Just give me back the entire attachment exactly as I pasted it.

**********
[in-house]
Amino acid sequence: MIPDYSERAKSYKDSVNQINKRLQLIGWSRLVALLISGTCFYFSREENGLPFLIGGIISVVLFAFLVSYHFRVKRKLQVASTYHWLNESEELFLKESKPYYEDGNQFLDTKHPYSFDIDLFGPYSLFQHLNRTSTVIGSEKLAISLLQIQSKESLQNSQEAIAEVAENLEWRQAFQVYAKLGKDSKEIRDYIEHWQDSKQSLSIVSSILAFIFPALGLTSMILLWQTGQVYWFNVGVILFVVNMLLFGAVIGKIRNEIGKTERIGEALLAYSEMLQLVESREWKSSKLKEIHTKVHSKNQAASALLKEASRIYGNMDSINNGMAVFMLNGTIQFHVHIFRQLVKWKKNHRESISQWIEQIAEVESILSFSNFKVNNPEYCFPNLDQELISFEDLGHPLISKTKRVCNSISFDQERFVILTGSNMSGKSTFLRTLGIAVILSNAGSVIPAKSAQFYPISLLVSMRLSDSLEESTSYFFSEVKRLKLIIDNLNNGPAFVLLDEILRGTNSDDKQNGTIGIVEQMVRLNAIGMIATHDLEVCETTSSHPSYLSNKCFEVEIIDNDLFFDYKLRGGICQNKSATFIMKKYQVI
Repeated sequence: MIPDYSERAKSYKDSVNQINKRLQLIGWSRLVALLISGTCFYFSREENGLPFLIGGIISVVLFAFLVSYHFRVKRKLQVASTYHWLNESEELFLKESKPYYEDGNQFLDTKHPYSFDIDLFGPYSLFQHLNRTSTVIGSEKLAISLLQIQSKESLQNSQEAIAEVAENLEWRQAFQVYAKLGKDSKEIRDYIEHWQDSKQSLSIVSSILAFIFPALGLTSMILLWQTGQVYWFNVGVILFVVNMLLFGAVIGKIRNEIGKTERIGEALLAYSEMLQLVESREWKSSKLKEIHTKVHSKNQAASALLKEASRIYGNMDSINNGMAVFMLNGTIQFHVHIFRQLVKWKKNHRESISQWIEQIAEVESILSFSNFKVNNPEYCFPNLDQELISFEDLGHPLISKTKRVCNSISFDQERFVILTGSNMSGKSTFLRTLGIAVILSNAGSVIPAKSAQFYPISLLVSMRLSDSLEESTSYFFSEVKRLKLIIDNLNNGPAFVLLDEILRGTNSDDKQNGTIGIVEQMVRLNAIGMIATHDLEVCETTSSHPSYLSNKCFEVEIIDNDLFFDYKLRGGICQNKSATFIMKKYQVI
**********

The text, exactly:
[in-house]
Amino acid sequence: MIPDYSERAKSYKDSVNQINKRLQLIGWSRLVALLISGTCFYFSREENGLPFLIGGIISVVLFAFLVSYHFRVKRKLQVASTYHWLNESEELFLKESKPYYEDGNQFLDTKHPYSFDIDLFGPYSLFQHLNRTSTVIGSEKLAISLLQIQSKESLQNSQEAIAEVAENLEWRQAFQVYAKLGKDSKEIRDYIEHWQDSKQSLSIVSSILAFIFPALGLTSMILLWQTGQVYWFNVGVILFVVNMLLFGAVIGKIRNEIGKTERIGEALLAYSEMLQLVESREWKSSKLKEIHTKVHSKNQAASALLKEASRIYGNMDSINNGMAVFMLNGTIQFHVHIFRQLVKWKKNHRESISQWIEQIAEVESILSFSNFKVNNPEYCFPNLDQELISFEDLGHPLISKTKRVCNSISFDQERFVILTGSNMSGKSTFLRTLGIAVILSNAGSVIPAKSAQFYPISLLVSMRLSDSLEESTSYFFSEVKRLKLIIDNLNNGPAFVLLDEILRGTNSDDKQNGTIGIVEQMVRLNAIGMIATHDLEVCETTSSHPSYLSNKCFEVEIIDNDLFFDYKLRGGICQNKSATFIMKKYQVI
Repeated sequence: MIPDYSERAKSYKDSVNQINKRLQLIGWSRLVALLISGTCFYFSREENGLPFLIGGIISVVLFAFLVSYHFRVKRKLQVASTYHWLNESEELFLKESKPYYEDGNQFLDTKHPYSFDIDLFGPYSLFQHLNRTSTVIGSEKLAISLLQIQSKESLQNSQEAIAEVAENLEWRQAFQVYAKLGKDSKEIRDYIEHWQDSKQSLSIVSSILAFIFPALGLTSMILLWQTGQVYWFNVGVILFVVNMLLFGAVIGKIRNEIGKTERIGEALLAYSEMLQLVESREWKSSKLKEIHTKVHSKNQAASALLKEASRIYGNMDSINNGMAVFMLNGTIQFHVHIFRQLVKWKKNHRESISQWIEQIAEVESILSFSNFKVNNPEYCFPNLDQELISFEDLGHPLISKTKRVCNSISFDQERFVILTGSNMSGKSTFLRTLGIAVILSNAGSVIPAKSAQFYPISLLVSMRLSDSLEESTSYFFSEVKRLKLIIDNLNNGPAFVLLDEILRGTNSDDKQNGTIGIVEQMVRLNAIGMIATHDLEVCETTSSHPSYLSNKCFEVEIIDNDLFFDYKLRGGICQNKSATFIMKKYQVI